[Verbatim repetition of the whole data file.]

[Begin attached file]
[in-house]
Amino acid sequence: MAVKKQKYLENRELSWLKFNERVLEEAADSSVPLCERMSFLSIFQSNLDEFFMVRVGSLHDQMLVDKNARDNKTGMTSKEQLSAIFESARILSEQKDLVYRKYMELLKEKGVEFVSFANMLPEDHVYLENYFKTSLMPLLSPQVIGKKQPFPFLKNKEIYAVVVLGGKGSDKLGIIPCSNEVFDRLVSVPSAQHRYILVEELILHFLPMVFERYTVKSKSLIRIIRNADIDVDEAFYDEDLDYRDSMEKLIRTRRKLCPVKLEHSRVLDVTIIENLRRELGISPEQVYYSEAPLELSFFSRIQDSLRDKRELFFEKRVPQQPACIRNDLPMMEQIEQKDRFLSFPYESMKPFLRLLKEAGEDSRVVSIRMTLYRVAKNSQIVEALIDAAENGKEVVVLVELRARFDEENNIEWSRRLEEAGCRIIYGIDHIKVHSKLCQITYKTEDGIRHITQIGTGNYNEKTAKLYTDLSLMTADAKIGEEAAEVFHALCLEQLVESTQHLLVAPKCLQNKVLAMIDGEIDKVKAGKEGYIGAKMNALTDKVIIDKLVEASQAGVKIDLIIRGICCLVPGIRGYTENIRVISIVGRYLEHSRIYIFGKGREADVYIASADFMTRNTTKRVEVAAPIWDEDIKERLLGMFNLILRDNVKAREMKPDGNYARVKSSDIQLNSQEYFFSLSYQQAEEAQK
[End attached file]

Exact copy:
[in-house]
Amino acid sequence: MAVKKQKYLENRELSWLKFNERVLEEAADSSVPLCERMSFLSIFQSNLDEFFMVRVGSLHDQMLVDKNARDNKTGMTSKEQLSAIFESARILSEQKDLVYRKYMELLKEKGVEFVSFANMLPEDHVYLENYFKTSLMPLLSPQVIGKKQPFPFLKNKEIYAVVVLGGKGSDKLGIIPCSNEVFDRLVSVPSAQHRYILVEELILHFLPMVFERYTVKSKSLIRIIRNADIDVDEAFYDEDLDYRDSMEKLIRTRRKLCPVKLEHSRVLDVTIIENLRRELGISPEQVYYSEAPLELSFFSRIQDSLRDKRELFFEKRVPQQPACIRNDLPMMEQIEQKDRFLSFPYESMKPFLRLLKEAGEDSRVVSIRMTLYRVAKNSQIVEALIDAAENGKEVVVLVELRARFDEENNIEWSRRLEEAGCRIIYGIDHIKVHSKLCQITYKTEDGIRHITQIGTGNYNEKTAKLYTDLSLMTADAKIGEEAAEVFHALCLEQLVESTQHLLVAPKCLQNKVLAMIDGEIDKVKAGKEGYIGAKMNALTDKVIIDKLVEASQAGVKIDLIIRGICCLVPGIRGYTENIRVISIVGRYLEHSRIYIFGKGREADVYIASADFMTRNTTKRVEVAAPIWDEDIKERLLGMFNLILRDNVKAREMKPDGNYARVKSSDIQLNSQEYFFSLSYQQAEEAQK